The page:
Date of Award


Publication Type

Doctoral Thesis

Degree Name





Psychology, Computerized intervention, Contingency management, Motivational intervention, Smoking cessation


Sherry Stewart




Approximately 20% of Canadian adults currently smoke, despite widespread knowledge of the significant health problems associated with tobacco use. Of the many smoking cessation interventions developed, contingency management (CM) appears to be among the most efficacious. This type of external motivation has previously been shown to be very efficacious when the contingency is in place, but its effects tend to diminish once the contingency is removed. In contrast, motivational interviewing (MI) is designed to increase an individual's internal motivation for behaviour change. Studies have shown this type of intervention to produce modest effects for smoking cessation, although follow-up data suggest that the effects of such interventions can be relatively long-lasting.

This study evaluated the combined efficacy of CM and a brief computer-delivered motivational intervention (CDMI) for smoking cessation. This CDMI is based on the principles of MI but is modified from this traditional approach in order to accommodate a computerized delivery of the intervention. The intention was to harness the short-term effectiveness of CM while enhancing or perhaps extending its effects by combining it with CDMI. Using a sample of 48 opiate-dependent persons receiving methadone maintenance therapy, this randomized trial compared rates of smoking cessation for patients receiving CDMI and CM together to those of patients receiving CDMI alone or treatment as usual.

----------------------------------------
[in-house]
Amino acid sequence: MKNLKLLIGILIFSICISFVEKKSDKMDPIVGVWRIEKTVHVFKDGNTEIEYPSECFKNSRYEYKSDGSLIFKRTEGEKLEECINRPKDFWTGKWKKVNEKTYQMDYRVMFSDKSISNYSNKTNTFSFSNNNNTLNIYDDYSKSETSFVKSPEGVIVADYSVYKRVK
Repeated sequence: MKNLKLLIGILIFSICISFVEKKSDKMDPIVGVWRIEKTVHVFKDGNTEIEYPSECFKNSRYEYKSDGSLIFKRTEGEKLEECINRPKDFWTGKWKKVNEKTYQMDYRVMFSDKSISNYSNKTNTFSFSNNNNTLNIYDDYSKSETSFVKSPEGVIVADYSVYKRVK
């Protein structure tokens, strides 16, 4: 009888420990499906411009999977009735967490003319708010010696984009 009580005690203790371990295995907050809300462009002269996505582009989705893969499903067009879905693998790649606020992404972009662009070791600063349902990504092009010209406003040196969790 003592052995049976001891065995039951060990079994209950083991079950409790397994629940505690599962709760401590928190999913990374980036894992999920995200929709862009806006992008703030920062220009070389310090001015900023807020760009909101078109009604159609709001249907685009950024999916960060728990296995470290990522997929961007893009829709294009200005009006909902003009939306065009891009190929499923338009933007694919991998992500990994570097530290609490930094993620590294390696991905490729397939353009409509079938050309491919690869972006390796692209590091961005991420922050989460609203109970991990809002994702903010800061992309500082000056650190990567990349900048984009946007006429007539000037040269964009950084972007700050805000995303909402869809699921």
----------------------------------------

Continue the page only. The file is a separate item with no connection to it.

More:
Results indicated that the combination of CDMI and CM was most effective at producing reductions in breath carbon monoxide during the four-week study period, while CDMI only participants endorsed the highest levels of motivation to quit smoking. At five-week follow-up, CDMI only participants continued to show reductions in number of cigarettes smoked, while CDMI plus CM participants increased their use of cigarettes relative to when the intervention was in place. These results are discussed with respect to the Self-Determination Theory and are used to suggest directions for future research and larger scale studies.